The tablet syndrom

This post is not about drugs nor pharmaceutical industry, the mentioned tablet is the electronic one, you know, the bigger version of a smartphone.

The tablet syndrom is about the tablet as a symbol for being trendy, going digital, sometimes even believing to lead a digital transformation when handing out a load of these devices.

I happen to visit a broadcasting and publishing company and while waiting for my contact to pick me up, was invited to wait in the visitors’ waiting room.

The first thing I got to see was a tiny room next to the waiting room and separated by a glass partition. In full view of every visitor was the mess in this room, obviously collecting parcels coming in or shipped out among other stuff.

Next was a collection of sofas and room dividers in an arrangement looking more like stranded by a kind of tsunami than a practical one to accommodate waiting guests. To reinforce the impression of a past catastrophe were some armchairs upside-down as well as a short table tipped over.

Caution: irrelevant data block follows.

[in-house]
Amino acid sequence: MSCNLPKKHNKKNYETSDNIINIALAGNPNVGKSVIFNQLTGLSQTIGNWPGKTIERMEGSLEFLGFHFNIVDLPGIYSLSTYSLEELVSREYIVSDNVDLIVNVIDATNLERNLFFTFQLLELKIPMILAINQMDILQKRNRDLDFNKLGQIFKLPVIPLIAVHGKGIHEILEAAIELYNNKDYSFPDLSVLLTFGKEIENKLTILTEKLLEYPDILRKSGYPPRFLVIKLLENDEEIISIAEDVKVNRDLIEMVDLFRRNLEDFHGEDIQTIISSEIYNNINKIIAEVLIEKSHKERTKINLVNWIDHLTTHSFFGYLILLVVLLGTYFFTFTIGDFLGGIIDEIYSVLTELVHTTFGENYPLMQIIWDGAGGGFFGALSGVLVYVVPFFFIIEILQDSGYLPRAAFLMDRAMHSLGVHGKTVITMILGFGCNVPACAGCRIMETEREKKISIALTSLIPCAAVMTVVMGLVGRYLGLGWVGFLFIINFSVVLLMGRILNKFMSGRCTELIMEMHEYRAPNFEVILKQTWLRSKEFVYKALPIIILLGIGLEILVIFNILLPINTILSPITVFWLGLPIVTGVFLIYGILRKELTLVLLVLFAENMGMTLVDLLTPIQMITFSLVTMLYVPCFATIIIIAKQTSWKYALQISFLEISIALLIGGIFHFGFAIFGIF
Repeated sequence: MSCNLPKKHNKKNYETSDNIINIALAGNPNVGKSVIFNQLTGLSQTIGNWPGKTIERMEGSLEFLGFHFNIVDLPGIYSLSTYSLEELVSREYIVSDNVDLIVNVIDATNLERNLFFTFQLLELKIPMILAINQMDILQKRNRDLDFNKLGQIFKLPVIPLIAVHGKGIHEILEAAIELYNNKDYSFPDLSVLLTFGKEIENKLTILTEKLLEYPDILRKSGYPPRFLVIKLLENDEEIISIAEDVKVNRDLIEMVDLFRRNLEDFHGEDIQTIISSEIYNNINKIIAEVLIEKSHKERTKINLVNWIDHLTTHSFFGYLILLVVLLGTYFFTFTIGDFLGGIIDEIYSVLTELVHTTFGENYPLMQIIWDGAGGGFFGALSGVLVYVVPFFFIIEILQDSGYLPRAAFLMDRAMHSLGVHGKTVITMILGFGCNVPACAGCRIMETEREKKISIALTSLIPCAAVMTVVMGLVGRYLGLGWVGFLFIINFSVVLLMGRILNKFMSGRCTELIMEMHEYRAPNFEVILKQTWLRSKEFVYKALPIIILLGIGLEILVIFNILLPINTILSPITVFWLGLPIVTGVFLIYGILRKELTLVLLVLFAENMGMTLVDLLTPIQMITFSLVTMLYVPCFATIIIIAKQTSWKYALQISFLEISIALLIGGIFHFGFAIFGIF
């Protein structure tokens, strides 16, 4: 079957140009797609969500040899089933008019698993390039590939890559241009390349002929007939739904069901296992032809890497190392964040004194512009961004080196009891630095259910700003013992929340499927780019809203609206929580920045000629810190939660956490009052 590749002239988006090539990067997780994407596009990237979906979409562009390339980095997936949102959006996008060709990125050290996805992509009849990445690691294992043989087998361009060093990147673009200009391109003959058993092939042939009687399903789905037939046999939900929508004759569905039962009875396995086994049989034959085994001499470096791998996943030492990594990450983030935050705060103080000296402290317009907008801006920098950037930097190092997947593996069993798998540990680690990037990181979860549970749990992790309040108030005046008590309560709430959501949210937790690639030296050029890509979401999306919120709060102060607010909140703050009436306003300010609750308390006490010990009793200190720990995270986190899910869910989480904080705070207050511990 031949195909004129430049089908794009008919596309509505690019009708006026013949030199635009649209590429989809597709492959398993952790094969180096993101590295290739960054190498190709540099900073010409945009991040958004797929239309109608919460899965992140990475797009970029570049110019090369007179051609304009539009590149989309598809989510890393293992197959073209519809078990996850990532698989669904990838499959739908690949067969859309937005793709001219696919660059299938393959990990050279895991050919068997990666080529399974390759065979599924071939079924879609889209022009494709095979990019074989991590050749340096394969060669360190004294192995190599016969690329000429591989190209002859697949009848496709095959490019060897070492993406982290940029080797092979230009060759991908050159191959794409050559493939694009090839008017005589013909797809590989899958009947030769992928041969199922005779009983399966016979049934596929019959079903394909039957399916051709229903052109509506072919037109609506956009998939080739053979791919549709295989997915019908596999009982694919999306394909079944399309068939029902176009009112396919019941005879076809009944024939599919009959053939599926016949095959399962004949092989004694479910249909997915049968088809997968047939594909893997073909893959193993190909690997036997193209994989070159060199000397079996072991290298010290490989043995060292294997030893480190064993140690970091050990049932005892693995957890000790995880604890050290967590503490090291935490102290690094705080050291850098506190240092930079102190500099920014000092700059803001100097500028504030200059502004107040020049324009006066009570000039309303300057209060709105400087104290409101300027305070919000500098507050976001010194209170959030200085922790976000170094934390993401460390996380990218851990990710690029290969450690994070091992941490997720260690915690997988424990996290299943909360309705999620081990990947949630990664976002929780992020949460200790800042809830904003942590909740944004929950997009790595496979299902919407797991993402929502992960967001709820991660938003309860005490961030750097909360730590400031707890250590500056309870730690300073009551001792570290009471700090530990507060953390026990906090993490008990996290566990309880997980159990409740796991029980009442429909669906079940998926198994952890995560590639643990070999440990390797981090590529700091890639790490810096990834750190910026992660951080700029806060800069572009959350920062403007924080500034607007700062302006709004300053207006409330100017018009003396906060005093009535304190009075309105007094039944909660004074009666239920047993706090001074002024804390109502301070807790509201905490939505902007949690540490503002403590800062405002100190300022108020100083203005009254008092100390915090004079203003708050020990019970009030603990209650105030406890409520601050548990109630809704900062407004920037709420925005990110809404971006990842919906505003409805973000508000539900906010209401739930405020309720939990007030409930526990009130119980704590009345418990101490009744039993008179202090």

The storm must have swept out the water fountain because nothing alike was to be found in the room nor in the entrance.

It is obviously a cultural trait of the media companies to have messy and cluttered offices. I think most of the worst clutter piled behind office windows are in media companies buildings. They never heard anything about 5S I assume, and if they did, had probably dismissed the idea of tidiness as “vulgar”.

What was available in abundance in this visitors unfriendly place were the latest issues of the magazines this company was publishing, as well as a collection of huge tablets on the wall, displaying their digital versions.

The tablets were functional, meaning reactive to my finger sweeping.

This is a kind of tablet syndrom I thought. Nothing is really fit for purpose in this room, supposed to provide a nice and convenient place to wait, but the tablets were there, plenty of them.

It reminded me some factories, messy and having poor performance, but the management proudly show you the latest tablets with all KPIs displayed in fancy colors.

Hanging plenty of huge tablets on the wall did not much to improve the waiting room, just as displaying lousy KPIs on a shopfloor tablet does nothing to improve performance. At best, it may distract the visitors’ attention from what is really important. The irony is that in most cases it also blinds managers from the reality of the situation…

That’s what I mean by tablet syndrom.

Comments welcome.

About the author, Chris HOHMANN

About the author, Chris HOHMANN

View Christian HOHMANN's profile on LinkedIn

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